We talk to the writer and director of the off-kilter coming-of-age tale.
A “supernatural drama-thriller kind of thing—with a lesbian romance” is how screenwriter Eskil Vogt describes Thelma, his latest film with director Joachim Trier. And that’s what it is and more: Norway’s Academy Awards entry for Best Foreign Language Film is a moody, coming-of-age body-horror film that turns genre films like Carrie and The Hunger against each other in pursuit of the greater human truths within.
The decision to make a genre film should come as a bit of surprise for fans of Trier and Vogt’s previous films, 2015’s Louder Than Bombs and 2011’s Oslo, August 31st. Where those films plumbed the depths of the human condition in a very realistic way, Thelma includes everything from sexual seizures to telekinesis to Snow White–esque communication with animals, all amidst hauntingly serene Norwegian landscapes.
But there’s also something fun about Thelma, beyond sublime cinematography and breakout performances from its stars Eili Harboe and Kaya Wilkins. On a blustery Thursday morning, I sat down with Trier and Vogt to talk about why a film about a psychokinetic college student feels so relevant in 2017.
VICE: After Oslo, August 31st and Louder Than Bombs, what compelled you to make a supernatural film?
Joachim Trier: We’re film buffs, and in the past people have often said of our previous work, “We can see that you guys must be fans of Antonioni and Godard.” We have a broad love for cinema, and it felt liberating—after three more naturalistic films—to play with genre tropes and images about subconscious, nightmarish ideas.
Eskil Vogt: We’ve never done straight realistic cinema, but we’ve done a lot of stories about interpersonal drama, relationships, and existential crises. We've always tried to make our films cinematic, but this time we began with nightmare sequences, great locations, and the musical elements of cinema that we love so much: rhythm, atmosphere, and suspense. Our love for supernatural thriller films has been there the whole time.
Trier: We have a production company that co-produces our films called Don’t Look Now, after the Nicholas Roeg film. We’ve been interested in this kind of cinema for ages.
What were some of the specific imagery you had in mind?
It started out as a witch story and turned into something else. We thought to use Norway's fairy tale culture, which often deals with the complexity of nature being idealized and scary and mysterious. There’s tons of wilderness in Norway, so obviously it has a mythological quality, and we thought that it'd be interesting to do a story that dealt with beautiful perversions of Norwegian nature. The idea of icy water and snowy woods that we often see in commercials portrayed as the idyllic family landscape—to do unheimlich, to take that known place and make it kind of horrific, was a driving force.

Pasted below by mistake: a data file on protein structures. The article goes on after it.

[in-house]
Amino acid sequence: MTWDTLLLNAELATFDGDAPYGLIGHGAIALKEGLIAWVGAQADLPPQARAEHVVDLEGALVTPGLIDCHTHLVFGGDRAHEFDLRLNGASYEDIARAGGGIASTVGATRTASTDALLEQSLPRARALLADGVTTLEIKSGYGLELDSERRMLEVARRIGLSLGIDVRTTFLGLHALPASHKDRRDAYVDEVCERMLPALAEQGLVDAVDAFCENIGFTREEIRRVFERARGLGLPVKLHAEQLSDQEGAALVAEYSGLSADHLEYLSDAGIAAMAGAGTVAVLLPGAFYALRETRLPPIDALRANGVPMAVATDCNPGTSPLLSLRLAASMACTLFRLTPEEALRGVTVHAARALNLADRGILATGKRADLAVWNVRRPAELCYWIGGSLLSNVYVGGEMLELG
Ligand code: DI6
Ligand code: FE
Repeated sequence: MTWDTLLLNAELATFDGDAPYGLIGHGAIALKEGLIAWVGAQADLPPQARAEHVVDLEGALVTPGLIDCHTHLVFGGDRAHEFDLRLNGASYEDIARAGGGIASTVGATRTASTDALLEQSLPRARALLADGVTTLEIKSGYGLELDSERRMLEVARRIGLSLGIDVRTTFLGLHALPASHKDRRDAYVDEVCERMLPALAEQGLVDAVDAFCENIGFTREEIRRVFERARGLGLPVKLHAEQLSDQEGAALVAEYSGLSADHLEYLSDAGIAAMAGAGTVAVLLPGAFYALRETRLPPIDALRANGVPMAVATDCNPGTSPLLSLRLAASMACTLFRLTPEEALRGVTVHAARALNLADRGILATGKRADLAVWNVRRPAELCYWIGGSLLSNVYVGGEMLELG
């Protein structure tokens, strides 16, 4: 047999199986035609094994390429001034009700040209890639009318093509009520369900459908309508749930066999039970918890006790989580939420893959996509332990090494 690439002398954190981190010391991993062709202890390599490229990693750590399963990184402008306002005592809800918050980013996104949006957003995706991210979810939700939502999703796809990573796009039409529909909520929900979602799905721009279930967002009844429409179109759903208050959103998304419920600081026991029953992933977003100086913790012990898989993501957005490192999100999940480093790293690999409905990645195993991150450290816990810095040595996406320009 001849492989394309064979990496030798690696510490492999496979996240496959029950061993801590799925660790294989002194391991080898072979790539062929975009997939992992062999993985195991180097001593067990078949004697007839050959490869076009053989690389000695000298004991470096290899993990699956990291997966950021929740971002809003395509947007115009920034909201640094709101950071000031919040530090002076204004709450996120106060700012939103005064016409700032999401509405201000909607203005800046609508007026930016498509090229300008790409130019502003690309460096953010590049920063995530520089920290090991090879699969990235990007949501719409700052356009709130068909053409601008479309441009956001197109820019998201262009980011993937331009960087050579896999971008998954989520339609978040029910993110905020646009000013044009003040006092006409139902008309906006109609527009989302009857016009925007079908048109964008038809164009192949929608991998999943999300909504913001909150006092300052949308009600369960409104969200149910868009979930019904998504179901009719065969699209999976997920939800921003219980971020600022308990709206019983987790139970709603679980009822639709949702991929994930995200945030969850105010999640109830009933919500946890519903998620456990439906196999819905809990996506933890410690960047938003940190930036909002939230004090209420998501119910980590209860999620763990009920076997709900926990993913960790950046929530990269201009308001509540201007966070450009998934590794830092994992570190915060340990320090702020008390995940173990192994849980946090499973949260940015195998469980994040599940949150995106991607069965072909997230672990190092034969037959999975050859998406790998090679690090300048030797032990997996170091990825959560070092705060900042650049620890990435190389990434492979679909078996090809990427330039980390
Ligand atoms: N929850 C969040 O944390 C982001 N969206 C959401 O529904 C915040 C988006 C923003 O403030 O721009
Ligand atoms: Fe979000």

Vogt: Quite early, we had the idea of this young woman, Thelma, having a seizure at the University of Oslo in front of everyone, and the birds hitting the window. That was an early impulse.
What kinds of challenges did making this film present?
Trier: To be quite frank, that we weren't dealing with an antagonistic evil. Often, you just create a monster. Coming from that more humanistic drama tradition, we found that we weren’t so keen to just portray “pure evil.” We were interested in the existential implications. You could say our film is a kind of body horror—not that it’s all about blood and gore, but that the horror comes from within. Thelma is incapable of understanding the deeper levels of who she is, and that’s tied to the film's horrific experience. It’s more of a supernatural and psychological thriller than what's called horror today—specifically jump scares and gore.
Vogt: If Rosemary’s Baby came out today, it wouldn’t be a horror film. People are so used to jump scares every two minutes.
Was Carrie an inspiration for Thelma?
Trier: Sure! It’s the classic in the coming-of-age genre. Some people have also mentioned The Omen, lesbian vampire stories, and The Hunger. Since we’re fans of these films, we hope we’re respectfully riffing off the tradition. We wanted to make a story of empowerment and liberation for a woman—I think that’s where we do something slightly different than Brian De Palma, but that’s for others to judge.
Vogt: The religious background of our character came a little later in the process, out of research into epilepsy and the backgrounds people have when they experience the kinds of seizures known as “psychogenic epileptic seizures.” I talked to one of Norway's leading experts in the field, and he asked me, "Is your character a lesbian?” “No, why do you ask?” “Because a lot of these young women or men that come into my office experiencing these kinds of seizures are from strictly religious backgrounds, and they’re homosexual. They have these seizures because of suppressed emotions.” That struck us as very interesting.
How’s the response been to the film in Norway?
Overwhelmingly positive, almost embarrassingly so.
Trier: There’s a religious newspaper that felt that the portrayals of the parents were cliché, and that modern Christians in Norway are not against gay relationships. We’ve done thorough research, and I would say I’m so happy that gay couples can get married in most Norwegian churches in the cities. That’s great, but that doesn’t mean that there aren’t many people—and many other types of Christians in Norway—who are very critical of people being gay. There are still workshops in some of the most extreme churches that try to save people from being gay. This stuff is going on, and if that’s a criticism of our film, that’s a healthy discussion.